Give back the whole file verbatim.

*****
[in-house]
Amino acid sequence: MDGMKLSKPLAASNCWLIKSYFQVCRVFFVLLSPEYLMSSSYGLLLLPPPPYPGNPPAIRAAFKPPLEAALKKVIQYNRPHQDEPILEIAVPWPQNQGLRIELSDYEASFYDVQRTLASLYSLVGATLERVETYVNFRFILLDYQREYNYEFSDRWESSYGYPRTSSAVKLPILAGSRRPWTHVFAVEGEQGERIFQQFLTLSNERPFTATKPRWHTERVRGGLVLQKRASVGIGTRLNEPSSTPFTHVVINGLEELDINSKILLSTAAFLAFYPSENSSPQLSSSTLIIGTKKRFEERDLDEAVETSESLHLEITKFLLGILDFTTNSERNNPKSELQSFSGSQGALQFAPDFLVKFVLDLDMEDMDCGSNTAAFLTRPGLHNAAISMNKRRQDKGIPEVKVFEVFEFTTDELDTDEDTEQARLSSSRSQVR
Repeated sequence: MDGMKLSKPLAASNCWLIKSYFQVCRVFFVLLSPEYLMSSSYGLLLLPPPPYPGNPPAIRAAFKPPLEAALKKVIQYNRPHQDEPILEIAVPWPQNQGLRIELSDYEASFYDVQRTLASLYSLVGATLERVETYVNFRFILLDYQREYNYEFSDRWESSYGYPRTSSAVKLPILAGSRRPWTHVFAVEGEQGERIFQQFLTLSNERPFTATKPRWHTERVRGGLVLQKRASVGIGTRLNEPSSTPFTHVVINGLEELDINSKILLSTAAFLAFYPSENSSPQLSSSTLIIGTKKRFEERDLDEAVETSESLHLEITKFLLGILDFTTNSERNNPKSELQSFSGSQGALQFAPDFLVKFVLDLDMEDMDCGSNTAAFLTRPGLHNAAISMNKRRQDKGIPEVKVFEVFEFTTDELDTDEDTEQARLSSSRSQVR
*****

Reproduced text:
[in-house]
Amino acid sequence: MDGMKLSKPLAASNCWLIKSYFQVCRVFFVLLSPEYLMSSSYGLLLLPPPPYPGNPPAIRAAFKPPLEAALKKVIQYNRPHQDEPILEIAVPWPQNQGLRIELSDYEASFYDVQRTLASLYSLVGATLERVETYVNFRFILLDYQREYNYEFSDRWESSYGYPRTSSAVKLPILAGSRRPWTHVFAVEGEQGERIFQQFLTLSNERPFTATKPRWHTERVRGGLVLQKRASVGIGTRLNEPSSTPFTHVVINGLEELDINSKILLSTAAFLAFYPSENSSPQLSSSTLIIGTKKRFEERDLDEAVETSESLHLEITKFLLGILDFTTNSERNNPKSELQSFSGSQGALQFAPDFLVKFVLDLDMEDMDCGSNTAAFLTRPGLHNAAISMNKRRQDKGIPEVKVFEVFEFTTDELDTDEDTEQARLSSSRSQVR
Repeated sequence: MDGMKLSKPLAASNCWLIKSYFQVCRVFFVLLSPEYLMSSSYGLLLLPPPPYPGNPPAIRAAFKPPLEAALKKVIQYNRPHQDEPILEIAVPWPQNQGLRIELSDYEASFYDVQRTLASLYSLVGATLERVETYVNFRFILLDYQREYNYEFSDRWESSYGYPRTSSAVKLPILAGSRRPWTHVFAVEGEQGERIFQQFLTLSNERPFTATKPRWHTERVRGGLVLQKRASVGIGTRLNEPSSTPFTHVVINGLEELDINSKILLSTAAFLAFYPSENSSPQLSSSTLIIGTKKRFEERDLDEAVETSESLHLEITKFLLGILDFTTNSERNNPKSELQSFSGSQGALQFAPDFLVKFVLDLDMEDMDCGSNTAAFLTRPGLHNAAISMNKRRQDKGIPEVKVFEVFEFTTDELDTDEDTEQARLSSSRSQVR